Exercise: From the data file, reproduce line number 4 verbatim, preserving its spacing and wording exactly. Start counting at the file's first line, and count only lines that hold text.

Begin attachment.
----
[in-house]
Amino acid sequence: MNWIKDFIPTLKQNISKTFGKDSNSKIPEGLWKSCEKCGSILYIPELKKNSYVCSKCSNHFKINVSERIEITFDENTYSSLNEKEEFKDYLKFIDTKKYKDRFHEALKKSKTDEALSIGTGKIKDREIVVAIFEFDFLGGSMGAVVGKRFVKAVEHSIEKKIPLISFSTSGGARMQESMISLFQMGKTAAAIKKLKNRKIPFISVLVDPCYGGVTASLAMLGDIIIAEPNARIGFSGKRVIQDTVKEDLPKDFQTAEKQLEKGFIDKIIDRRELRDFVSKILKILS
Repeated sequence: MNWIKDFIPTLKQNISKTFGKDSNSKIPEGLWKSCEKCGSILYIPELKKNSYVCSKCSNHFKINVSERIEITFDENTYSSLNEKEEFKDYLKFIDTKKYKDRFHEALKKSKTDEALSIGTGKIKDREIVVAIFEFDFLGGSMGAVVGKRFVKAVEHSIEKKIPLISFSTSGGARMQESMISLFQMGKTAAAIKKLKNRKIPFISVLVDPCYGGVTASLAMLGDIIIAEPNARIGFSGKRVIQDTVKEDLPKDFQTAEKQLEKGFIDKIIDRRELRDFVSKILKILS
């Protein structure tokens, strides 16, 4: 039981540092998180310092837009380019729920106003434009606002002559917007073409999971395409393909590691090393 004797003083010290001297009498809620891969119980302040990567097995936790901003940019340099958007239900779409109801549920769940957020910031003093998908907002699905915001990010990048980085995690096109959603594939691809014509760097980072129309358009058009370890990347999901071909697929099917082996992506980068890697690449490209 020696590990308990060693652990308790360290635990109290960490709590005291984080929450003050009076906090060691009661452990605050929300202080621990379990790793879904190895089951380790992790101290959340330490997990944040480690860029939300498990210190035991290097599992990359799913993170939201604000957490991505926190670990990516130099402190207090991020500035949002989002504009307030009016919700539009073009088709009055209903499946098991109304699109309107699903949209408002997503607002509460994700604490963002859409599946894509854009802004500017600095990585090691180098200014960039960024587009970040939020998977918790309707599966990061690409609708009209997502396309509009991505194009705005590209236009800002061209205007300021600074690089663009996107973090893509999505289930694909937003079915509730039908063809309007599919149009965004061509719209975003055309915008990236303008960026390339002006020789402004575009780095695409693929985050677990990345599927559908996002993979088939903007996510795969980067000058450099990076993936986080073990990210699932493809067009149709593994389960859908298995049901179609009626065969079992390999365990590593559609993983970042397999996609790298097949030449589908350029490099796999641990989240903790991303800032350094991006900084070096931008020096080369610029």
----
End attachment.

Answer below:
């Protein structure tokens, strides 16, 4: 039981540092998180310092837009380019729920106003434009606002002559917007073409999971395409393909590691090393 004797003083010290001297009498809620891969119980302040990567097995936790901003940019340099958007239900779409109801549920769940957020910031003093998908907002699905915001990010990048980085995690096109959603594939691809014509760097980072129309358009058009370890990347999901071909697929099917082996992506980068890697690449490209 020696590990308990060693652990308790360290635990109290960490709590005291984080929450003050009076906090060691009661452990605050929300202080621990379990790793879904190895089951380790992790101290959340330490997990944040480690860029939300498990210190035991290097599992990359799913993170939201604000957490991505926190670990990516130099402190207090991020500035949002989002504009307030009016919700539009073009088709009055209903499946098991109304699109309107699903949209408002997503607002509460994700604490963002859409599946894509854009802004500017600095990585090691180098200014960039960024587009970040939020998977918790309707599966990061690409609708009209997502396309509009991505194009705005590209236009800002061209205007300021600074690089663009996107973090893509999505289930694909937003079915509730039908063809309007599919149009965004061509719209975003055309915008990236303008960026390339002006020789402004575009780095695409693929985050677990990345599927559908996002993979088939903007996510795969980067000058450099990076993936986080073990990210699932493809067009149709593994389960859908298995049901179609009626065969079992390999365990590593559609993983970042397999996609790298097949030449589908350029490099796999641990989240903790991303800032350094991006900084070096931008020096080369610029």